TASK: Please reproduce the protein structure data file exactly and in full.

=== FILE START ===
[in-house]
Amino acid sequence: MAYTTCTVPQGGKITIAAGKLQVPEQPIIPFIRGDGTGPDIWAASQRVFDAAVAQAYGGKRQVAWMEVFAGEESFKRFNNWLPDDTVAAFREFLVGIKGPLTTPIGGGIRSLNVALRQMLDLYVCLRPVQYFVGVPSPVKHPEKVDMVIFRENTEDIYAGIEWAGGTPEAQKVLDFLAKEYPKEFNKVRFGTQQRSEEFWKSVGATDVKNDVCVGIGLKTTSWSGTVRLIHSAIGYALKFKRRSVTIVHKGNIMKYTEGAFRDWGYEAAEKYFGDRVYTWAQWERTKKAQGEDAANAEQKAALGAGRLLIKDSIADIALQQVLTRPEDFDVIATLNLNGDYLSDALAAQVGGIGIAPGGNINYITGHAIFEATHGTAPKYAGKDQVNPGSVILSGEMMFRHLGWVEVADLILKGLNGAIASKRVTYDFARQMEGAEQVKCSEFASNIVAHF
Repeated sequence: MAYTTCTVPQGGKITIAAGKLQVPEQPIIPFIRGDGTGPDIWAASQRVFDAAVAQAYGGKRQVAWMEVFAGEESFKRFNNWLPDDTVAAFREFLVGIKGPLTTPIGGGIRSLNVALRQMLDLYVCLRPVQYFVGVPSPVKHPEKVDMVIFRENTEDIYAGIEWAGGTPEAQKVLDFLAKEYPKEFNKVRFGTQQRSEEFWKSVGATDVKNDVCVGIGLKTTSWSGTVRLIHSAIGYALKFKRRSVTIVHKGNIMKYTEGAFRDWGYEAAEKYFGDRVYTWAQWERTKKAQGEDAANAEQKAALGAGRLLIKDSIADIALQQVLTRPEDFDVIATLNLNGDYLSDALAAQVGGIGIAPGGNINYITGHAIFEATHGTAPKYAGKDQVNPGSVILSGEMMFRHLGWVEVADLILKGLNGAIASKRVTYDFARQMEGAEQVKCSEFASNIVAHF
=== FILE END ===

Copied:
[in-house]
Amino acid sequence: MAYTTCTVPQGGKITIAAGKLQVPEQPIIPFIRGDGTGPDIWAASQRVFDAAVAQAYGGKRQVAWMEVFAGEESFKRFNNWLPDDTVAAFREFLVGIKGPLTTPIGGGIRSLNVALRQMLDLYVCLRPVQYFVGVPSPVKHPEKVDMVIFRENTEDIYAGIEWAGGTPEAQKVLDFLAKEYPKEFNKVRFGTQQRSEEFWKSVGATDVKNDVCVGIGLKTTSWSGTVRLIHSAIGYALKFKRRSVTIVHKGNIMKYTEGAFRDWGYEAAEKYFGDRVYTWAQWERTKKAQGEDAANAEQKAALGAGRLLIKDSIADIALQQVLTRPEDFDVIATLNLNGDYLSDALAAQVGGIGIAPGGNINYITGHAIFEATHGTAPKYAGKDQVNPGSVILSGEMMFRHLGWVEVADLILKGLNGAIASKRVTYDFARQMEGAEQVKCSEFASNIVAHF
Repeated sequence: MAYTTCTVPQGGKITIAAGKLQVPEQPIIPFIRGDGTGPDIWAASQRVFDAAVAQAYGGKRQVAWMEVFAGEESFKRFNNWLPDDTVAAFREFLVGIKGPLTTPIGGGIRSLNVALRQMLDLYVCLRPVQYFVGVPSPVKHPEKVDMVIFRENTEDIYAGIEWAGGTPEAQKVLDFLAKEYPKEFNKVRFGTQQRSEEFWKSVGATDVKNDVCVGIGLKTTSWSGTVRLIHSAIGYALKFKRRSVTIVHKGNIMKYTEGAFRDWGYEAAEKYFGDRVYTWAQWERTKKAQGEDAANAEQKAALGAGRLLIKDSIADIALQQVLTRPEDFDVIATLNLNGDYLSDALAAQVGGIGIAPGGNINYITGHAIFEATHGTAPKYAGKDQVNPGSVILSGEMMFRHLGWVEVADLILKGLNGAIASKRVTYDFARQMEGAEQVKCSEFASNIVAHF